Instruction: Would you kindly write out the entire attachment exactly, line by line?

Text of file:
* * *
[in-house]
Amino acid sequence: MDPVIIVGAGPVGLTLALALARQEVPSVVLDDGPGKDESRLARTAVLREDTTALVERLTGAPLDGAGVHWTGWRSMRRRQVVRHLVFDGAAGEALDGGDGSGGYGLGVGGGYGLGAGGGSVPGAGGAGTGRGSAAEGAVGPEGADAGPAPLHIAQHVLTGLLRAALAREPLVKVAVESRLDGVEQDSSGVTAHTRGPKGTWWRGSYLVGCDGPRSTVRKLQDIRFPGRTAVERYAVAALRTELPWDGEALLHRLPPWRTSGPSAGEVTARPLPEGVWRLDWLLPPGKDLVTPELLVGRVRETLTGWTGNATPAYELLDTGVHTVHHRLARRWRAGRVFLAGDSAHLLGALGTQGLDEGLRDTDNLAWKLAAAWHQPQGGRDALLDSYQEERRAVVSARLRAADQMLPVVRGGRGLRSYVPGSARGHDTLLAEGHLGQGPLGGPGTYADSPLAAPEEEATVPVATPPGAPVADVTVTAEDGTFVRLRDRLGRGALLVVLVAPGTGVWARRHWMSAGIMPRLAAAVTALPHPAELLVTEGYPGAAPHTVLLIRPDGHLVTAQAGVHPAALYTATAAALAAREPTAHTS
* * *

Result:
[in-house]
Amino acid sequence: MDPVIIVGAGPVGLTLALALARQEVPSVVLDDGPGKDESRLARTAVLREDTTALVERLTGAPLDGAGVHWTGWRSMRRRQVVRHLVFDGAAGEALDGGDGSGGYGLGVGGGYGLGAGGGSVPGAGGAGTGRGSAAEGAVGPEGADAGPAPLHIAQHVLTGLLRAALAREPLVKVAVESRLDGVEQDSSGVTAHTRGPKGTWWRGSYLVGCDGPRSTVRKLQDIRFPGRTAVERYAVAALRTELPWDGEALLHRLPPWRTSGPSAGEVTARPLPEGVWRLDWLLPPGKDLVTPELLVGRVRETLTGWTGNATPAYELLDTGVHTVHHRLARRWRAGRVFLAGDSAHLLGALGTQGLDEGLRDTDNLAWKLAAAWHQPQGGRDALLDSYQEERRAVVSARLRAADQMLPVVRGGRGLRSYVPGSARGHDTLLAEGHLGQGPLGGPGTYADSPLAAPEEEATVPVATPPGAPVADVTVTAEDGTFVRLRDRLGRGALLVVLVAPGTGVWARRHWMSAGIMPRLAAAVTALPHPAELLVTEGYPGAAPHTVLLIRPDGHLVTAQAGVHPAALYTATAAALAAREPTAHTS